Review: Reverse-Flash's return raises lots of questions about time travel
A few thoughts on last night's "The Flash" coming up just as soon as a police officer makes a false report about a man with a gun...
While the ensemble nature of the Berlanti-verse superhero shows has mostly been to their benefit, there are times where the need to service lots of characters at once becomes an issue. This week's "Supergirl" would have been a lot more potent, for instance, if Kara didn't keep stepping away from the White Martian crisis to help Cat reconnect with her son, and "The Reverse-Flash Returns" would have benefited from focusing almost entirely on its title plot. Barry's reason for letting Patty go off to Midway City at least tied in thematically — it's because of Eobard Thawne that he's had to get used to the idea of his loved ones being perpetually in jeopardy — but given the importance of Reverse-Flash to Barry's overall story, and all the complicated temporal mechanics required to bring him back, the hour would have worked a lot better without that story, and especially without Iris encouraging Wally to say goodbye to their mother.
Now, about those temporal mechanics. Every time travel story gets to write its own rules, and then has to try to be consistent about them. Wells' explanation for how Thawne could still exist even though his ancestor killed himself before having kids was super technobabble-y, but also necessary to explain a bunch of unresolved issues from the season 1 finale. If Eddie's suicide had completely rewritten the timeline, after all, the real (Earth-1) Harrison Wells would still be around, Barry wouldn't be the Flash yet(*), Central City wouldn't be filled with metahuman criminals, and the new season would have to pause constantly for characters to meet again for the first time. It still doesn't entirely work if you think deeply about it for more than a second, but the show had to say something at some point, and I do like the idea of Thawne becoming River Song to Barry's the Doctor, and constantly encountering each other out of order(**). Maybe the other subplots were there because the creative team didn't want us spending too much time dwelling on how any of this was supposed to work, but the return of the Flash's arch-nemesis shouldn't have felt quite so, well, rushed.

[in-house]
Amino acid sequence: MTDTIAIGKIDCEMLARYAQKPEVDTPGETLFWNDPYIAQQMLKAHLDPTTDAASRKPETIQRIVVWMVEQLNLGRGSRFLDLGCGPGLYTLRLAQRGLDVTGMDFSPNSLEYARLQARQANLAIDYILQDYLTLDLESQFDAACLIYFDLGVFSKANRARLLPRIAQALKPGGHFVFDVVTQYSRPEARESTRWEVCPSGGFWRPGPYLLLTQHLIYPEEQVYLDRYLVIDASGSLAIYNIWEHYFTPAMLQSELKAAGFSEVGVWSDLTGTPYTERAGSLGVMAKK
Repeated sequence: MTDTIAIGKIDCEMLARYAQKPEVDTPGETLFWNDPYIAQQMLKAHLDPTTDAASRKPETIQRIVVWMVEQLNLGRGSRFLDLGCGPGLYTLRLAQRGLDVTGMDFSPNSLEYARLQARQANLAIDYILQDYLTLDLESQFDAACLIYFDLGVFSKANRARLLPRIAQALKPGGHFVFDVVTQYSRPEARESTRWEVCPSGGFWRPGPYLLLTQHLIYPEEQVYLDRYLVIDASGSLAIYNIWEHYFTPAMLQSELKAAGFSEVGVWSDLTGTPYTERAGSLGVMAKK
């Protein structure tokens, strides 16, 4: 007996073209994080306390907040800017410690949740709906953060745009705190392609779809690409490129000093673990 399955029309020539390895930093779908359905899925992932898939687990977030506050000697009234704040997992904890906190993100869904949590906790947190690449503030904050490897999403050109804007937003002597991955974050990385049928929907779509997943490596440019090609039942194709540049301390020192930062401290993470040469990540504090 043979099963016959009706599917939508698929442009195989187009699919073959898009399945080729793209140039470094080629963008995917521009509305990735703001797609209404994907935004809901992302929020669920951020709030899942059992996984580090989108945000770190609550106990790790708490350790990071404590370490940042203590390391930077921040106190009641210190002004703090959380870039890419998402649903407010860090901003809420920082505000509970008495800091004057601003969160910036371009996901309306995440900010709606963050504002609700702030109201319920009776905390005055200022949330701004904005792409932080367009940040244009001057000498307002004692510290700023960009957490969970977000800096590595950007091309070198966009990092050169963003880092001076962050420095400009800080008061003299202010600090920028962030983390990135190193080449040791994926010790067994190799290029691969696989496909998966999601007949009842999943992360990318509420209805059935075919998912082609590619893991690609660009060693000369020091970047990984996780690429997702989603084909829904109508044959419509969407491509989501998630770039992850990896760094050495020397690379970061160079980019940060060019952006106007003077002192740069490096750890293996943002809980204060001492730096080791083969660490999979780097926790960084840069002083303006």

(*) All that business about Thawne having to figure out what time period the Flash was from didn't make much sense, since A)We know Gideon has access to a whole ton of historical data, B)Wells explains in this very episode that he obsessed over that information in his quest to become like the Flash, and C)Thawne (as Wells) turns Barry into the Flash much earlier than he was originally supposed to be.
(**) The episode owed more than a small debt to Mark Waid's "The Return of Barry Allen," one of the best Flash story arcs of all time, which also (23-year-old spoilers!) involved an earlier version of Reverse-Flash traveling back in time to meet a Flash (Wally West, in that case) who already knew him very well.
The other notable development involved the Caitlin/Jay subplot, and now I am about to get into some potentially much bigger comic book spoilers — though, as always, the series is drawing on so many stories from so many decades that anything could happen — so if you don't want to know, stop reading here (and stay out of the comments).
So Jay's Earth-1 counterpart was adopted and given the name Hunter Zolomon, which happens to be the alter ego of Zoom in the comics. This could all be a fake-out — a way to stir up the fanboys and fangirls while revealing Zoom to be someone else entirely here — but Zolomon is a Geoff Johns creation, and the Berlanti shows have tended to be more faithful to Johns' writing than when they're incorporating older characters and stories. So far, the show has used Tony Todd as Zoom's voice, but that seems more of a James Earl Jones as Vader thing, and when the mask comes off, it's meant to be someone we already know. Making him into the Earth-1 Jay Garrick, who secretly developed speed powers, crossed the dimensional barrier, and stole his counterpart's speed, could be an approach, and would make up for how little the show has used Jay so far this year. But we'll see. Already, giving that name to Jay's doppelganger is a big change from how Johns wrote Zolomon, so it could be a Felicity Smoak or Hank Henshaw thing, where the name is a nod to the comics, even though the character is something else entirely.
What did everybody else think? Did Thawne's return live up to your expectations? Do you like Cisco's new goggles? Will you miss Patty for however long she's gone? And would you put money on Zolomon being Zoom?